After the soup has broken down and become tender it's time to blend. While this can be done in batches in a blender I recommend using an immersion blender as it is a lot easier. Blend the soup until it is smooth and add the whole milk. Taste for salt and pepper and add the freshly chopped thyme. Season with salt and pepper to taste. Simmer the soup for about 10-20 minutes on a very low heat until ready to serve.

For the garnish, heat the oil in a non-stick saute pan and add the finely diced potatoes. Cook on medium heat until they start to become tender and then add the minced onion and butter. Season with salt and pepper and cook until crisp and golden brown.

Pour the soup into bowl and garnish with some cheese (cheddar or Gorgonzola) and then add a spoonful of the fried potatoes and onion. Serve with some crusty bread and enjoy!

Friday, March 11, 2011

Beef and Guinness Stew

In just under one week, one if the year's most celebrated holidays makes its long awaited appearance. While many people with Irish blood (or like me just pretend they have Irish blood) will be drinking green beer and eating corned beef and cabbage next Thursday, many poeple will be in St. Patrick's Day mode from Thursday and throughout the weekend. As they say, there's 364 practice days and only one St. Patrick's Day! That's the way I remember celebrating when I lived in St. John's, Newfoundland, which might possibly be the most Irish place outside Ireland. One of my favorite ways to celebrate was to head downtown to George Street at about 11:30 in the morning on the last Sunday of St. Patrick's Day Weekend, find one of the many great Irish pubs/bars (Greensleeves was a great choice for a few years), get a large table up as close to the stage where there'd be numerous bands playing throughout the day and night, order up a big feed of steak and eggs with homefries and toast, and start drinking Guinness (after a coffee and Irish Cream). Needless to say, by the time evening came around we'd all be feeling pretty good, with my "Kiss Me I'm Irish" fake tattoos still hanging on and my feet tired from all the dancing. What a time we used to have.

I'm making new St. Paddy's Day traditions now down here in The Boston States and there's no shortage of Irish heritage and celebration in these parts that's for sure. One way I celebrate is obviously through food and I like to start the week off by making a big pot of delicious Beef & Guinness Stew. For a cold damp mid-March evening, you really can't beat a bowl of this hearty stew, with its tender morsels of beef, loads of carrots and onions, and savory Guinness broth. Here's how I make mine.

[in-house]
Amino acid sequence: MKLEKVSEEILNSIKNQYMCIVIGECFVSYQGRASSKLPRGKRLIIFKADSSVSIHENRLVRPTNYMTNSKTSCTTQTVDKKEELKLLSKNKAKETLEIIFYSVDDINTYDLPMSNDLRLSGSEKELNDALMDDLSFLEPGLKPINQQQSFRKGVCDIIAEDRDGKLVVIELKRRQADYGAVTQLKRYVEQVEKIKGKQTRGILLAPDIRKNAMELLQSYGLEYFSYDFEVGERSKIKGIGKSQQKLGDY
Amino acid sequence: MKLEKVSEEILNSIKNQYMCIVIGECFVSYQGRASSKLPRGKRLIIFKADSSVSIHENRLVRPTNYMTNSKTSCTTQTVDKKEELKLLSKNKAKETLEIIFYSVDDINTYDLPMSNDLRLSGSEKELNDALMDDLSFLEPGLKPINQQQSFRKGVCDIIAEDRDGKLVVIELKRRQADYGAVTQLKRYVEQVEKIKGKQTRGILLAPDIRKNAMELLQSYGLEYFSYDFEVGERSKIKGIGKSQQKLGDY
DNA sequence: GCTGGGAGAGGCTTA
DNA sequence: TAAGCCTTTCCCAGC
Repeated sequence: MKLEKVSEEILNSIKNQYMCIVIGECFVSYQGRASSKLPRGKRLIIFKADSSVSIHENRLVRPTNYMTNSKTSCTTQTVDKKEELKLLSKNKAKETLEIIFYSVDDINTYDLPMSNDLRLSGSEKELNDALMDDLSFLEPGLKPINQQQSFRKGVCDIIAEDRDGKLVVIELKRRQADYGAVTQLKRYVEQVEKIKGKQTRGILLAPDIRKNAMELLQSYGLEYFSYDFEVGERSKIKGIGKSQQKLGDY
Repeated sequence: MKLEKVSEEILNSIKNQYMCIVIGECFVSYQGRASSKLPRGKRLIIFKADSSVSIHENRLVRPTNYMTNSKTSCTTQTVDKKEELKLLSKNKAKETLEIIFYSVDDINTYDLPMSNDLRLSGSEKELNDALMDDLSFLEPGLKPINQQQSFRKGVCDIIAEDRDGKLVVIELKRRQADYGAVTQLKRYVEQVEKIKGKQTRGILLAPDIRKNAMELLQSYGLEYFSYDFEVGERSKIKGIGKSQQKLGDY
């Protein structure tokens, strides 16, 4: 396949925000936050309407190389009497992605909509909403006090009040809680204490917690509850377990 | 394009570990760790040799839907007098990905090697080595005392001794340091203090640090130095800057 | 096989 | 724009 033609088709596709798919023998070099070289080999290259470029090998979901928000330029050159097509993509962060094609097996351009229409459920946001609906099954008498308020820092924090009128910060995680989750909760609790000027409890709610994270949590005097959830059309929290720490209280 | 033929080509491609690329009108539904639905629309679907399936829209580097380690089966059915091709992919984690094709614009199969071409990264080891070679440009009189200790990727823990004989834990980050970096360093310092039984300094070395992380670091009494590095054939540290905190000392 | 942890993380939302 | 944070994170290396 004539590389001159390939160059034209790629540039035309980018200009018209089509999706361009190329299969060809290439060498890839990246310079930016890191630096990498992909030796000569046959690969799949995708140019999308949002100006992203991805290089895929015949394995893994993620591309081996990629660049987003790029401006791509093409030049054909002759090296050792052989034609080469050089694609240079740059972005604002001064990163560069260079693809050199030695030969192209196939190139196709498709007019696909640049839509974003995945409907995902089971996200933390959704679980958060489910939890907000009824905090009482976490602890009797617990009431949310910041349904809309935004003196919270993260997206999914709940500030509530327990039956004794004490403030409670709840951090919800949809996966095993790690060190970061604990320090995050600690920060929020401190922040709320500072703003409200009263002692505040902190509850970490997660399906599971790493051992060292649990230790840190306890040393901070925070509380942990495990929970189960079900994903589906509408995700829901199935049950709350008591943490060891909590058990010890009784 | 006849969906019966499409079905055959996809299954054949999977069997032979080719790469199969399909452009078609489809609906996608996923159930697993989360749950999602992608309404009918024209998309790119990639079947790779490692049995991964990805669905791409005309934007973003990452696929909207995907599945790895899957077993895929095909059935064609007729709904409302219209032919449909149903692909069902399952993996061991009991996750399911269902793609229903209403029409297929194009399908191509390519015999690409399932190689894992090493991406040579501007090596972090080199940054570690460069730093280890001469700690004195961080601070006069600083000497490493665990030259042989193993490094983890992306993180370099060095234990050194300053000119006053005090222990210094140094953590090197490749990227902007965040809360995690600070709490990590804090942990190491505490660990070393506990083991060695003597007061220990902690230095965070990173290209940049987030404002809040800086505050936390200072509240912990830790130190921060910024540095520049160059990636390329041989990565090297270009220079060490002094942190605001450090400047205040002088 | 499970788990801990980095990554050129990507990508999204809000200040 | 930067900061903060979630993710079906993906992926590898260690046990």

Beef and Guinness Stew

- 2 pounds stew beef (approximately 1 inch cubes)
- flour for dusting
- vegetable oil for searing the beef
- 4 carrots, sliced crossways
- 2 medium onions, halved and sliced
- 1 can of Guinness
- 1 32 ounce carton of good beef stock/broth
- 1 Tbsp Worcestershire sauce
- 1 bay leaf
- 1 Tbsp tomato paste
- fresh parsley
- salt and pepper
-  enough corn starch and water to make a little slurry to thicken the stew


Prepare the beef by cutting to the appropriate sized 1 inch cubes, and pat the beef dry with a paper towel. Season the meat with salt and pepper and toss lightly in some flour. Add oil to a heavy bottom pot or dutch oven and sear the cubed beef in small batches in the hot oil, being careful not to overcrowd the pot as you will end up steaming the meat. It will be worth the extra effort as getting a good crust on the meat as it is a one way ticket to flavor-town. Reserve all the browned beef to the side and to the same pot, add the onion and carrots, along with a little oil if needed. Season the vegetables with a little salt and pepper (I like to season my food as I go through the stages) and cook for a couple of minutes, until they just start to get tender. Add the beef back to the pot, along with the can of beer, the beef stock and the tomato paste. Be sure to scrape all the bits of the bottom of the pot (more flavor-town action). The tomato paste adds additional depth and richness to the stew. Add the bay leaf, bring to a simmer, lower the heat and cover. Simmer the stew on low until the beef is super tender, about 1 1/2 to 2 hours. When there is about a half an hour left to the cooking, taste the soup for seasoning and adjust the thickness of the broth to your desired thickness. The flour on the beef would have added some body, but by combining some water and cornstarch (or wondra flour) you can quickly thicken the stew. Do this and let it cook on low for another 30 minutes to cook out any raw cornstarch/flour taste. Serve in large bowls with some Irish soda bread or rolls, and garnish with fresh parsley.